You can see the Great Wall of China from the Moon
This would be a myth even if an astronaut used a telescope.
This myth is not even close to the truth. Here's a startling fact: The apparent width of the Great Wall from the Moon's distance is the same as that of a human hair viewed from 2 miles (3.2 km) away.
The Great Wall of China is invisible from space. It’s just too narrow for astronauts to see.
Photo by Holley Y. Bakich
When thinking about how feasible making this observation is, most people account for the Great Wall's length — a whopping 5,500 miles (8,850 km) — but not its width, which at maximum spans a mere 30 feet (9.1 meters). From the average distance of the Moon, some 238,000 miles (383,000 km) from Earth, a feature on our planet would have to be roughly 70 miles (113 km) across for the unaided human eye to discern it.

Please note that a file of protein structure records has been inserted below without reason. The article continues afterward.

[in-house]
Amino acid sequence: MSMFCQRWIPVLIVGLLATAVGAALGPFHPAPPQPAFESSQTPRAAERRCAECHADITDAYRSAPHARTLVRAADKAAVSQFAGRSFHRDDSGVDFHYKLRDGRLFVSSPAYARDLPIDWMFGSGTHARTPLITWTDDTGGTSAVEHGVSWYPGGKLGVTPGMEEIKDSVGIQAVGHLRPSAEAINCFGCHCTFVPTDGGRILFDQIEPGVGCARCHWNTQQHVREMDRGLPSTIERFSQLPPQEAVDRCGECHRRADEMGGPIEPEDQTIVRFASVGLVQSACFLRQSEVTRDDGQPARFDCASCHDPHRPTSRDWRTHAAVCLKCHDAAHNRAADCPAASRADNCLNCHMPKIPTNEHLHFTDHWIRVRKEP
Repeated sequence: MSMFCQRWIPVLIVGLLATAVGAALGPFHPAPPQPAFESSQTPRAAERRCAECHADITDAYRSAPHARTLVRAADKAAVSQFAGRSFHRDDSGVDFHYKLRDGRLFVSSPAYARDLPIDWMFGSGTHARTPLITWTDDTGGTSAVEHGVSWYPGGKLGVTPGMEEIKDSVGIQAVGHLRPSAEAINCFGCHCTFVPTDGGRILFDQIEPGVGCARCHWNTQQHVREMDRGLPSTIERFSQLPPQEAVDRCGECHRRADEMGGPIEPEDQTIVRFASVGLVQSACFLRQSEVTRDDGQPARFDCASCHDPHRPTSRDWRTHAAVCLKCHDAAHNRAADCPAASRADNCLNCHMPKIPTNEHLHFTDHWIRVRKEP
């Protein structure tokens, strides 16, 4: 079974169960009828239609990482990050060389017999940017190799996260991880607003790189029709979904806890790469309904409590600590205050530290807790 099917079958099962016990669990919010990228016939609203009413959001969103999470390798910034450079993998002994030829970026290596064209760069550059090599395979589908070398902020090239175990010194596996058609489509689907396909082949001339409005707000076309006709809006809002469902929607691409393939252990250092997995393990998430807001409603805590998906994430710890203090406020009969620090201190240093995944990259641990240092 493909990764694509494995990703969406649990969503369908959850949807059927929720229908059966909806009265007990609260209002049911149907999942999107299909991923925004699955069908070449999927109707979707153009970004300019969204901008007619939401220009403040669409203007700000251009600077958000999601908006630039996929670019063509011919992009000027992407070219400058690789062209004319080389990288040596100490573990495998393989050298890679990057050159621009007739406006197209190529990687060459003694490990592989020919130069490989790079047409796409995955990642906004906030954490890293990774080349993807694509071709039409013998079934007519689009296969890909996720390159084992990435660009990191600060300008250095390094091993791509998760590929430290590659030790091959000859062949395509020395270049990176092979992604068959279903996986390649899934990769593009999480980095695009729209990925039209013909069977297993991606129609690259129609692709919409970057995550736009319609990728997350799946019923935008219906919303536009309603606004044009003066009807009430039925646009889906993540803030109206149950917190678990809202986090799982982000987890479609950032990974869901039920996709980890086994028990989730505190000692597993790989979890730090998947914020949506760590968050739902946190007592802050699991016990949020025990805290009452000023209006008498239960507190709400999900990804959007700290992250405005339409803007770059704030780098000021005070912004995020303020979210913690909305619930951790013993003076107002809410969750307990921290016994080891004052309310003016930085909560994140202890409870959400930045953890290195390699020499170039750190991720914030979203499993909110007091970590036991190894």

OK, then how about the follow-up question: Can an astronaut see the Great Wall of China from Earth orbit? Again, the answer is no. Although some scientists have argued that this observation is theoretically possible under the best conditions of atmospheric clarity and Sun angle, it requires a resolving power (visual acuity) more than 5 times that of the human eye.